Voting is taking place under a tent in a hangar at the Halane military camp airport, which is protected by African Union peacekeepers. The voting process is expected to last until Sunday evening, especially if second and third ballots are required. To win in the first round, a candidate must obtain two-thirds of the votes, or 219 ballots.
To discourage extremist violence from disrupting elections, Somali police put Mogadishu, the scene of regular attacks by the Islamic rebel group al-Shabab, under a lockdown that began at 9 p.m. Saturday. That means most residents must stay home until the lockdown is lifted on Monday morning, police say.
“Movement is completely prohibited, including traffic, businesses, schools and even people,” said police spokesman Abdifatah Adan Hassan.
Analysts say current President Mohamed – also known as Farmaajo because of his appetite for Italian cheese – faces an uphill battle to be re-elected. No sitting president has ever been re-elected in the Horn of Africa nation, where rival clans are intensely battling for political power.
The goal of a direct, one person, one vote election in Somalia, a country of about 12 million people, remains elusive largely because of widespread extremist violence. Authorities had planned a direct election this time, but instead the federal government and the states agreed on another “indirect election,” with lawmakers elected by community leaders — delegates from powerful clans — in each Member State.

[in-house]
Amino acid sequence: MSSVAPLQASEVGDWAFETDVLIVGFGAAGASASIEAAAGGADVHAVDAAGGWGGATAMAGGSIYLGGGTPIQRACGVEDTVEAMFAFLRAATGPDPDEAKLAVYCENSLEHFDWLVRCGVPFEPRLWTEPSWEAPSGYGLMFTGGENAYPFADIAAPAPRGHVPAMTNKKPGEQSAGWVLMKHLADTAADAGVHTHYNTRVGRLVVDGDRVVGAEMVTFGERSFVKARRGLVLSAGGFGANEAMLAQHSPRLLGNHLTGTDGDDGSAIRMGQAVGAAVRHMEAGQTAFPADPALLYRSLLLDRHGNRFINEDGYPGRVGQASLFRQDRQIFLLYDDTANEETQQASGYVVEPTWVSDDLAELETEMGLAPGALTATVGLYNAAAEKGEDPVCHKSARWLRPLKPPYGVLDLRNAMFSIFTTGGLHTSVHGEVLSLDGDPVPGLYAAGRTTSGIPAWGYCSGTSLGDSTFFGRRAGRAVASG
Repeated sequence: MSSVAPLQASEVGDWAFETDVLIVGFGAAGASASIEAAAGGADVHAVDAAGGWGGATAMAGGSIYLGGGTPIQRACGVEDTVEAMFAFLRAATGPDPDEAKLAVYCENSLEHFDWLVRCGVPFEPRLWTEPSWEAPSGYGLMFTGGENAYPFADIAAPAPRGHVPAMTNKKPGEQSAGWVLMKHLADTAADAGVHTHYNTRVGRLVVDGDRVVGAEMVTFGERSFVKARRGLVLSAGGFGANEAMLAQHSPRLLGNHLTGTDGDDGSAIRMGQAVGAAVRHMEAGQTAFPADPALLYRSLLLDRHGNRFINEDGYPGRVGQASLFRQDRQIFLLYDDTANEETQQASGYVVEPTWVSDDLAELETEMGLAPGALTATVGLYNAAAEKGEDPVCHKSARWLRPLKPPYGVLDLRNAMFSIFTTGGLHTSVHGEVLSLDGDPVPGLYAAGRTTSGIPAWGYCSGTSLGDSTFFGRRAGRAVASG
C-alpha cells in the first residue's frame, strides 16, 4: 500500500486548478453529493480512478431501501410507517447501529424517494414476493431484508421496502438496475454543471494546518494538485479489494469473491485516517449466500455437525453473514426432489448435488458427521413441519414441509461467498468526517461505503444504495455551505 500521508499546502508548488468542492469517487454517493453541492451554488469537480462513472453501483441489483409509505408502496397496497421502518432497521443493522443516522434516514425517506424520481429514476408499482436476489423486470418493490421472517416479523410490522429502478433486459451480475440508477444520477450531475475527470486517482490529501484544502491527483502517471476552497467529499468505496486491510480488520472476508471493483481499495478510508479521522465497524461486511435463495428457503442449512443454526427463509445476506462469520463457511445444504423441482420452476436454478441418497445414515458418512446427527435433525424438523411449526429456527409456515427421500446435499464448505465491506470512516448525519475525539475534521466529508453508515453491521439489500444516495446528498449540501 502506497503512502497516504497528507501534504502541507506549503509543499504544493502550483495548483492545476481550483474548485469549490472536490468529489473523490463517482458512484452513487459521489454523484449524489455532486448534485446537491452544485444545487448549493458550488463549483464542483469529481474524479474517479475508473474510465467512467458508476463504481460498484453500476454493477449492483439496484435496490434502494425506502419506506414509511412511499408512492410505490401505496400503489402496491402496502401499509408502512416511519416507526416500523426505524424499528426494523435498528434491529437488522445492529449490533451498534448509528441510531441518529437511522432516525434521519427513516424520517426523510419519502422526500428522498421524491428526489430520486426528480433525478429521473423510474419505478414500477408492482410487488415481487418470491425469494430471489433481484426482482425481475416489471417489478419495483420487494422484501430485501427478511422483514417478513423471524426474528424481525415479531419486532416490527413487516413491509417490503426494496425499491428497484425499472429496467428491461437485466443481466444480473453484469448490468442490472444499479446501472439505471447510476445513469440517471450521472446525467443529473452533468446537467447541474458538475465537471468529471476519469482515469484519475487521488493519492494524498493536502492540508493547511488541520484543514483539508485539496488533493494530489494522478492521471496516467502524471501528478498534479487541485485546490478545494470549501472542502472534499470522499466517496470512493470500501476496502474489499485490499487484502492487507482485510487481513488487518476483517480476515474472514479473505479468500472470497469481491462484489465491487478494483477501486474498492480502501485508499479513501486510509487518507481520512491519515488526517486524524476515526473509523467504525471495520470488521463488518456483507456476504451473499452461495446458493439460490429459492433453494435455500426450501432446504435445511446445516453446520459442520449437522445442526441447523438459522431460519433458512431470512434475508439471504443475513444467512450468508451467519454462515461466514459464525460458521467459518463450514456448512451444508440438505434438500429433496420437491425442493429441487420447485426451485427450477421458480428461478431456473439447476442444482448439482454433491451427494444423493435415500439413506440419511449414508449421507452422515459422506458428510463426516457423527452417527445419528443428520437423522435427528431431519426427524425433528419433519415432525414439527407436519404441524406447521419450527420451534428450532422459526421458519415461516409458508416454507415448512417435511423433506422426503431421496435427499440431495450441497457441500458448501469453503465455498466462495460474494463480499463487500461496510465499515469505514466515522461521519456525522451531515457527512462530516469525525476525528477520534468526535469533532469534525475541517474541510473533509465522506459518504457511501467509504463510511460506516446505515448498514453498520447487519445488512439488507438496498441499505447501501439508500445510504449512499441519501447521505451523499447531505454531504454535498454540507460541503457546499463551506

The 329 lawmakers from both houses of parliament will choose the president by secret ballot.
“We urge parliamentarians to vote according to their conscience in choosing the candidate who they believe offers the policies and leadership qualities needed to advance peace, stability, prosperity and good governance in the years to come,” said the United Nations Assistance Mission in Somalia and other members of the international community. said in a statement Saturday night.
Despite its lingering insecurity, Somalia has seen peaceful changes of leadership every four years since 2000, and it has the distinction of having the first democratically elected African president to step down peacefully, Aden Abdulle Osman in 1967.
Mohamed’s four-year term expired in February 2021, but he remained in office after the lower house of parliament approved a two-year extension of his term and that of the federal government, sparking fury from Senate leaders and criticism from the international community.
The postponement of the poll sparked an April 2021 gunfight between soldiers loyal to the government and others angry at what they saw as the president’s illegal extension of his term.
Somalia began to crumble in 1991, when warlords toppled dictator Siad Barre and then turned on each other. Years of conflict and attacks by al-Shabab, as well as famine, have shattered the country which has a long strategic coastline bordering the Indian Ocean.
Ordinary Somalis are eagerly awaiting the outcome of Sunday’s elections.
“Today is a historic day that will determine who will lead the country for the next four years. We pray for a president who can lead Somalia out of its current situation into a bright and prosperous future,” said Abdi Mohamed, a resident of Mogadishu “Allah knows best and we ask for His guidance and mercy.”